Over the next nine months, organizations will spend billions of dollars to comply with the General Data Protection Regulation, or GDPR — a European data protection and privacy regulation with the potential to be as disruptive to companies that conduct any kind of personal data exchange with the EU as the financial reforms created by the Sarbanes-Oxley Act were back in 2002. For starters, it is estimated that over the next year, companies in Europe will hire 28,000 data protection officers (DPOs) — one of the requirements of the GDPR. And that’s just one of the changes companies will have to make.
Protiviti held a popular webinar last month to discuss what GDPR is, how it will affect companies and how companies should prepare for this significant change. Scott Giordano of Robert Half Legal and Jeff Sanchez provided an overview of the regulation in a previous post. Here, we want to focus on GDPR’s implication for internal audit specifically. Two-thirds of the attendees at our webinar were from the internal audit function — not a surprise, as this is the group that will be providing assurance over the new controls once they are implemented, and is well positioned to provide guidance during their design and implementation.
The effects of this new law will be felt across all organizational departments, affecting policies, procedures, marketing, analytics, vendor contracts and customer transactions, among other things. The internal audit function, by virtue of its deep departmental access, compliance and risk knowledge, and board-level credibility, can play a significant role in both preparing for the change and monitoring compliance after the law is enforced, beginning May 25, 2018.
Between now and May 2018, internal audit can play a key role in guiding company strategy, serving as a strategic partner, helping the DPO, raising awareness of the new law, talking about potential risks, identifying gaps in the company’s compliance program, and helping to drive change within the organization.
The majority of attendees we polled during the webinar (66 percent) said their companies are still in the early planning and discovery phase — conducting privacy risk assessments, identifying applicable laws, mapping data and trying to understand requirements. This is an area where internal audit can make a big difference.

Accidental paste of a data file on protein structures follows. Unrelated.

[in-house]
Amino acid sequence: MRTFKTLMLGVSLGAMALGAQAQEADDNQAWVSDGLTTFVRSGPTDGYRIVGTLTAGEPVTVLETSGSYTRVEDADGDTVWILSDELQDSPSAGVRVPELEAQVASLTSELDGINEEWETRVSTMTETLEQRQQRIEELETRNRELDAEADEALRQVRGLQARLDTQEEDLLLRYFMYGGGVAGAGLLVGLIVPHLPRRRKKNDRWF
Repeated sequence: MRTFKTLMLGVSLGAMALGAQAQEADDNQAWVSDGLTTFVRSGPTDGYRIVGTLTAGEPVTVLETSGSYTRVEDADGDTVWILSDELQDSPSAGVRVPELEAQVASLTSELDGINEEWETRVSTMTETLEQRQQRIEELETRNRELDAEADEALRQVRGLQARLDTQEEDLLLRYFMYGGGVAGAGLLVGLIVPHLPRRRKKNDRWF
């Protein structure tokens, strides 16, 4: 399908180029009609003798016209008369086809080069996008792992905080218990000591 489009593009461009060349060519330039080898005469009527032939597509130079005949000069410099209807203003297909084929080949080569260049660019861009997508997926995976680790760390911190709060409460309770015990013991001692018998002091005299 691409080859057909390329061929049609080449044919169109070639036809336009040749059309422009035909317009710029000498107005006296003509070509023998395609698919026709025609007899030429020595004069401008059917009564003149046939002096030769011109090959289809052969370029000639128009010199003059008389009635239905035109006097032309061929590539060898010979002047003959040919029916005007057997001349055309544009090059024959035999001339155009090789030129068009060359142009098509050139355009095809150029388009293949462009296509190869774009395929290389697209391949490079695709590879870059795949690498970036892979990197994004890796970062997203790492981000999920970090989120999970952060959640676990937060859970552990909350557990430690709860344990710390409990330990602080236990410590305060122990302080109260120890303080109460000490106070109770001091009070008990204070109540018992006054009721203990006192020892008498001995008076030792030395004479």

Once the risks and compliance requirements have been identified, internal audit can add value by facilitating a gap analysis. With roughly a quarter of companies at this stage, common gaps we have seen so far include:
- General lack of awareness related to the GDPR requirements (in particular among customer-facing functions, e.g., sales)
- Lack of comprehensive inventory of personal data and mechanisms for how such data is being captured, stored, processed, and transmitted
- Poor data mapping, or a lack of priority in privacy design
- CRM systems not designed to accommodate the rights of data subjects
- Third-party contracts that don’t reflect new regulatory requirements, and insufficient vendor management
- Historical data that may not meet GDPR consent requirements
- Insufficient accountability in data security and privacy across all users and applications
- Security vulnerabilities during data processing
- Slow or insufficient breach reporting and communication
Only after the requirements and compliance gaps have been identified can the organization begin to implement changes and move toward compliance. Our polling questions revealed that j ustone in ten companies has made it to this phase. Internal audit can add value here by helping to shape a compliance roadmap and advising on appropriate practices to meet the requirements of GDPR.
Of course, after the regulation takes effect, internal audit will play a pivotal role in assessing the compliance posture of an organization, testing the compliance framework and the timely reporting of data breaches, challenging management assumptions and making sure the organization is truly compliant. Data protection, specifically related to GPDR, might well be a focus point for all integrated audits that are conducted.
Companies and their internal audit departments should not underestimate the effort involved in complying with this law. The cost of complying is estimated at more than $1 million for 17 percent of U.S. companies, with larger companies likely to see higher costs. Now is the time to raise awareness among all functions that will be affected, inventory personal data, review data policies thoroughly, conduct a risk assessment and identify gaps, and engage with vendors. As with any business initiative of this scope, proper governance and oversight (including executive sponsorship and a dedicated steering committee) is going to be key to the success of the GDPR program.
For more information, we strongly encourage you to watch our free archived webinar, subscribe to our blog to be part of future discussions, and try to attend a roundtable near you. It’s not too late to start, but that won’t be the case for long.